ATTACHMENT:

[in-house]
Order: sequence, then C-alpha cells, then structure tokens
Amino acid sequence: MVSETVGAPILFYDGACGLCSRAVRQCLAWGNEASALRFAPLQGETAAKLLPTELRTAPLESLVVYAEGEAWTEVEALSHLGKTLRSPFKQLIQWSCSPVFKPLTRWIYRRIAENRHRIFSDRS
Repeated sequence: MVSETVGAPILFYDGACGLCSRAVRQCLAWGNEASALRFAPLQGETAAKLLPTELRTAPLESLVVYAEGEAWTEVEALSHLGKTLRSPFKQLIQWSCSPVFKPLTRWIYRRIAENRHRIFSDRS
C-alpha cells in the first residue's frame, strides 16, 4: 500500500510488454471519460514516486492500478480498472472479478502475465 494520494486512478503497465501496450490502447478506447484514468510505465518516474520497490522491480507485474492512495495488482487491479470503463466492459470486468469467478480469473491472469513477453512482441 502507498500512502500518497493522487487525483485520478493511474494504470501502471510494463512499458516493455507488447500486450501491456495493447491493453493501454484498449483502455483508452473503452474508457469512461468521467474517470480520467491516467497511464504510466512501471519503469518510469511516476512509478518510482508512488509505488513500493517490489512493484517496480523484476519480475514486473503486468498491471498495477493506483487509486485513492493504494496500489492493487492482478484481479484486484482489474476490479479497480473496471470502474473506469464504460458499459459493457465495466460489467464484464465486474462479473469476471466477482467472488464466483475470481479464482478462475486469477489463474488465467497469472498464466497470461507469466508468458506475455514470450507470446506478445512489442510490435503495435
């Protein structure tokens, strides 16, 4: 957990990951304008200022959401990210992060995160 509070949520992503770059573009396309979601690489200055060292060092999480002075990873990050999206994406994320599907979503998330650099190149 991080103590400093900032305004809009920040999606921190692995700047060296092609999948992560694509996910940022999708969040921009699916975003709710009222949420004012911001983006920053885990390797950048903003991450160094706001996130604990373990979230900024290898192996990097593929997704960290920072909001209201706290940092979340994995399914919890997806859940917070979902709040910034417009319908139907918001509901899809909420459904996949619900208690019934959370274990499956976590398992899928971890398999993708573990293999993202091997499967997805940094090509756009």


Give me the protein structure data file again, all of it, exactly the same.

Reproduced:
[in-house]
Order: sequence, then C-alpha cells, then structure tokens
Amino acid sequence: MVSETVGAPILFYDGACGLCSRAVRQCLAWGNEASALRFAPLQGETAAKLLPTELRTAPLESLVVYAEGEAWTEVEALSHLGKTLRSPFKQLIQWSCSPVFKPLTRWIYRRIAENRHRIFSDRS
Repeated sequence: MVSETVGAPILFYDGACGLCSRAVRQCLAWGNEASALRFAPLQGETAAKLLPTELRTAPLESLVVYAEGEAWTEVEALSHLGKTLRSPFKQLIQWSCSPVFKPLTRWIYRRIAENRHRIFSDRS
C-alpha cells in the first residue's frame, strides 16, 4: 500500500510488454471519460514516486492500478480498472472479478502475465 494520494486512478503497465501496450490502447478506447484514468510505465518516474520497490522491480507485474492512495495488482487491479470503463466492459470486468469467478480469473491472469513477453512482441 502507498500512502500518497493522487487525483485520478493511474494504470501502471510494463512499458516493455507488447500486450501491456495493447491493453493501454484498449483502455483508452473503452474508457469512461468521467474517470480520467491516467497511464504510466512501471519503469518510469511516476512509478518510482508512488509505488513500493517490489512493484517496480523484476519480475514486473503486468498491471498495477493506483487509486485513492493504494496500489492493487492482478484481479484486484482489474476490479479497480473496471470502474473506469464504460458499459459493457465495466460489467464484464465486474462479473469476471466477482467472488464466483475470481479464482478462475486469477489463474488465467497469472498464466497470461507469466508468458506475455514470450507470446506478445512489442510490435503495435
């Protein structure tokens, strides 16, 4: 957990990951304008200022959401990210992060995160 509070949520992503770059573009396309979601690489200055060292060092999480002075990873990050999206994406994320599907979503998330650099190149 991080103590400093900032305004809009920040999606921190692995700047060296092609999948992560694509996910940022999708969040921009699916975003709710009222949420004012911001983006920053885990390797950048903003991450160094706001996130604990373990979230900024290898192996990097593929997704960290920072909001209201706290940092979340994995399914919890997806859940917070979902709040910034417009319908139907918001509901899809909420459904996949619900208690019934959370274990499956976590398992899928971890398999993708573990293999993202091997499967997805940094090509756009």